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Apple awards Corning, iPhone 12 Ceramic Shield maker, $45 million from its Advanced Manufacturing Fund

Iphone 12 Ceramic Shield
Iphone 12 Ceramic Shield (Image credit: Apple)

What you need to know

  • Apple has awarded Corning $45 million from its Advanced Manufacturing Fund.
  • Corning designed the Ceramic Shield used on the iPhone 12 lineup.

Apple today announced (opens in new tab) that it has awarded glass maker Corning $45 million from its Advanced Manufacturing Fund. Corning is the company that provided the precision glass used in iPhone, Apple Watch, and iPad.

Corning is also the company that was able to design the Ceramic Shield used on the iPhone 12 lineup, thanks in part to Apple's investment.

Corning has already received $450 million from Apple's $5 billion Advanced Manufacturing Fund over the last four years. Apple's investment helps support more than 1,000 jobs across Corning's US operations in Kentucky and other facilities. The investment has also helped facilitate research and development into state-of-the-art glass processes, which led to the creation of Ceramic Shield, a new material that is tougher than any smartphone glass.

Corning and Apple already have a strong relationship and it's no surprise that the iPhone maker continues to help fund the research carried out by a key partner.

Today's announcement comes less than a week after Apple also confirmed it was giving II-VI a cool $410 million from the same fund.

Apple describes the Advanced Manufacturing Fund thus:

Apple supports 2.7 million jobs across all 50 states and recently announced plans to add 20,000 jobs across the country while contributing more than $430 billion to the US economy over the next five years. Apple's $430 billion US investments include working with more than 9,000 suppliers and companies large and small across dozens of sectors, including silicon engineering, 5G, and manufacturing. Apple established its Advanced Manufacturing Fund in 2017 to support world-class innovation and high-skilled manufacturing jobs across the US. Awards from the $5 billion fund have led to breakthrough innovations, from supporting the development of advanced laser technology in Texas, to accelerating the supply of Covid-19 sample collection kits for US hospitals, and more.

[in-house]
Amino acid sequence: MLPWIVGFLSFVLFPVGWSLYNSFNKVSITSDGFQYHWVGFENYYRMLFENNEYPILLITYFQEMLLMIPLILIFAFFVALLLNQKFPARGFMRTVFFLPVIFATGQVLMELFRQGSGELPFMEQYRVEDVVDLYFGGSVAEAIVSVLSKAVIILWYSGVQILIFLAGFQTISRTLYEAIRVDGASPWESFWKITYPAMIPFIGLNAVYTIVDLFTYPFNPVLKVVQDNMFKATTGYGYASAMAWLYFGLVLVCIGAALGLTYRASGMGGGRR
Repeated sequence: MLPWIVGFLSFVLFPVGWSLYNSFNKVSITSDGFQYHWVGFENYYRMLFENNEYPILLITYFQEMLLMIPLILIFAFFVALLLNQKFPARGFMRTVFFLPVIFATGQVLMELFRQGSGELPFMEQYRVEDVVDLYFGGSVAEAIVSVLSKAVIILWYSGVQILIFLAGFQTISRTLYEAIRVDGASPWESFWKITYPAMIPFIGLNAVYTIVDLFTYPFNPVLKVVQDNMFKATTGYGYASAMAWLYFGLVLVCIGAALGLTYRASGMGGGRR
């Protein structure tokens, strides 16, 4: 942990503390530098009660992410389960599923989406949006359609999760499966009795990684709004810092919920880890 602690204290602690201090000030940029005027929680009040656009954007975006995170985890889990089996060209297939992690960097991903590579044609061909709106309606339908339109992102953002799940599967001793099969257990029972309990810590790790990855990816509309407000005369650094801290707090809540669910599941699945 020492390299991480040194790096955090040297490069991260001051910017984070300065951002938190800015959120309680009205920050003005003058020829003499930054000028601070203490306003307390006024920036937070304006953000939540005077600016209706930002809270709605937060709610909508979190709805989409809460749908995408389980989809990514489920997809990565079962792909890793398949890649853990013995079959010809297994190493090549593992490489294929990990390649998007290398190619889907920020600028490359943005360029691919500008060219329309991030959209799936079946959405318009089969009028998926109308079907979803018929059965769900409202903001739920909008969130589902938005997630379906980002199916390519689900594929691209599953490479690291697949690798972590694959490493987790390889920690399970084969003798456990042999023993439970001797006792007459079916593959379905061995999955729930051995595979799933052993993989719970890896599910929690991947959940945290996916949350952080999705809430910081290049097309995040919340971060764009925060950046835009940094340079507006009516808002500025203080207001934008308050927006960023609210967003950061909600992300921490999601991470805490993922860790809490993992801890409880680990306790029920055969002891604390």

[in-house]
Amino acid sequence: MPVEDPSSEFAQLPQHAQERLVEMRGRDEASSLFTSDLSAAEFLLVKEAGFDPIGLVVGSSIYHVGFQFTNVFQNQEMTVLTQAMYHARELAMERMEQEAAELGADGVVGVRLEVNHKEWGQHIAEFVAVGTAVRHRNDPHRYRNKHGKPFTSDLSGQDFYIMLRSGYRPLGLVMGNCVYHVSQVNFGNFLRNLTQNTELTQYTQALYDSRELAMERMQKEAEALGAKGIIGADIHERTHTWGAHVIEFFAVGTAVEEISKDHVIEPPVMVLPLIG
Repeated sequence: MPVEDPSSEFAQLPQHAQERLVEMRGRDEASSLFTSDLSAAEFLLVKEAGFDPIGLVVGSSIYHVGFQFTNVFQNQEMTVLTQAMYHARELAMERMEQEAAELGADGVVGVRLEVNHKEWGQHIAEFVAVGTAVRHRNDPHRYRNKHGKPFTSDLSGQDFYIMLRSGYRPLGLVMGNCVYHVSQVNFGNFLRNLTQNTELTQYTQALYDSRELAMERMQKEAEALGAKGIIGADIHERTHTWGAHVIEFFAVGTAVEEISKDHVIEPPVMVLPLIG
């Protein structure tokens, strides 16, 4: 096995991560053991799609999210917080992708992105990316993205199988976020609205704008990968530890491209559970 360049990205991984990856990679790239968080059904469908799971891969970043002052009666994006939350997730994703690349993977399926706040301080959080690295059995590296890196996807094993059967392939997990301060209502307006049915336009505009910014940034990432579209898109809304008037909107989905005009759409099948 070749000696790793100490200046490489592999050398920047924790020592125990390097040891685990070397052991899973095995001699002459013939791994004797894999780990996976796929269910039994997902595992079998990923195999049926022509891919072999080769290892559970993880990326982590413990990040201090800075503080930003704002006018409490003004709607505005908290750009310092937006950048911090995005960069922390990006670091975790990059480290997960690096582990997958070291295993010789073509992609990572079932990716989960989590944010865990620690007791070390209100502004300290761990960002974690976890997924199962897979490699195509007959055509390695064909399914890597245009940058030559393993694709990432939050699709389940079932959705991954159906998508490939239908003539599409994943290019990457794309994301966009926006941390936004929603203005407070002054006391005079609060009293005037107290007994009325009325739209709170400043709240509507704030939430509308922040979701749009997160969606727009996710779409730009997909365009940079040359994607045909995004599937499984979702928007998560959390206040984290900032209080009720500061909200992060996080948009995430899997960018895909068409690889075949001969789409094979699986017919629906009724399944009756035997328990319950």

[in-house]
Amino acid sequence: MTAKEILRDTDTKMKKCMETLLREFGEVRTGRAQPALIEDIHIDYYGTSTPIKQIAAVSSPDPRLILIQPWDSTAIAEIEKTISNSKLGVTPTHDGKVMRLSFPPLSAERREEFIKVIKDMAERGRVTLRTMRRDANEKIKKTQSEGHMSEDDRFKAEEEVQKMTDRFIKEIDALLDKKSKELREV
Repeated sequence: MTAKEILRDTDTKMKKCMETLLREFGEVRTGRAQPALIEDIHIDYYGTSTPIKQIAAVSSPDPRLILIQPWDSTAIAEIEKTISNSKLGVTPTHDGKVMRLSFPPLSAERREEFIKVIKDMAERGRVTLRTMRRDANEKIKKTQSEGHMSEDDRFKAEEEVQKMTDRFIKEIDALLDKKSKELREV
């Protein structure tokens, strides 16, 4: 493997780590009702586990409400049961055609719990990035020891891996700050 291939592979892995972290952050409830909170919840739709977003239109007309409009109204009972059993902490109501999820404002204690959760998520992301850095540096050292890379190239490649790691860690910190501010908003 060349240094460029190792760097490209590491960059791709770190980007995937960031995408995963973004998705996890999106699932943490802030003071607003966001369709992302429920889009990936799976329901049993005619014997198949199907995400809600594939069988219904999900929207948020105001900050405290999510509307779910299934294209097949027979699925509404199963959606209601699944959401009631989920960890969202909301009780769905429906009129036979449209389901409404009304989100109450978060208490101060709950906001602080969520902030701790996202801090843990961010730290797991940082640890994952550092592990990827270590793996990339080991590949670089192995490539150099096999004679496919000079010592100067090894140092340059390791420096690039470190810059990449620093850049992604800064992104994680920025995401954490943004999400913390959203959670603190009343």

All eyes will now be on Corning to see what it can use that $45 million for. Apple's iPhones are known to be surprisingly difficult to crack at times but they do scratch surprisingly easily as a result.

Oliver Haslam
Contributor

Oliver Haslam has written about Apple and the wider technology business for more than a decade with bylines on How-To Geek, PC Mag, iDownloadBlog, and many more. He has also been published in print for Macworld, including cover stories. At iMore, Oliver is involved in daily news coverage and, not being short of opinions, has been known to 'explain' those thoughts in more detail, too.

Having grown up using PCs and spending far too much money on graphics card and flashy RAM, Oliver switched to the Mac with a G5 iMac and hasn't looked back. Since then he's seen the growth of the smartphone world, backed by iPhone, and new product categories come and go. Current expertise includes iOS, macOS, streaming services, and pretty much anything that has a battery or plugs into a wall. Oliver also covers mobile gaming for iMore, with Apple Arcade a particular focus. He's been gaming since the Atari 2600 days and still struggles to comprehend the fact he can play console quality titles on his pocket computer.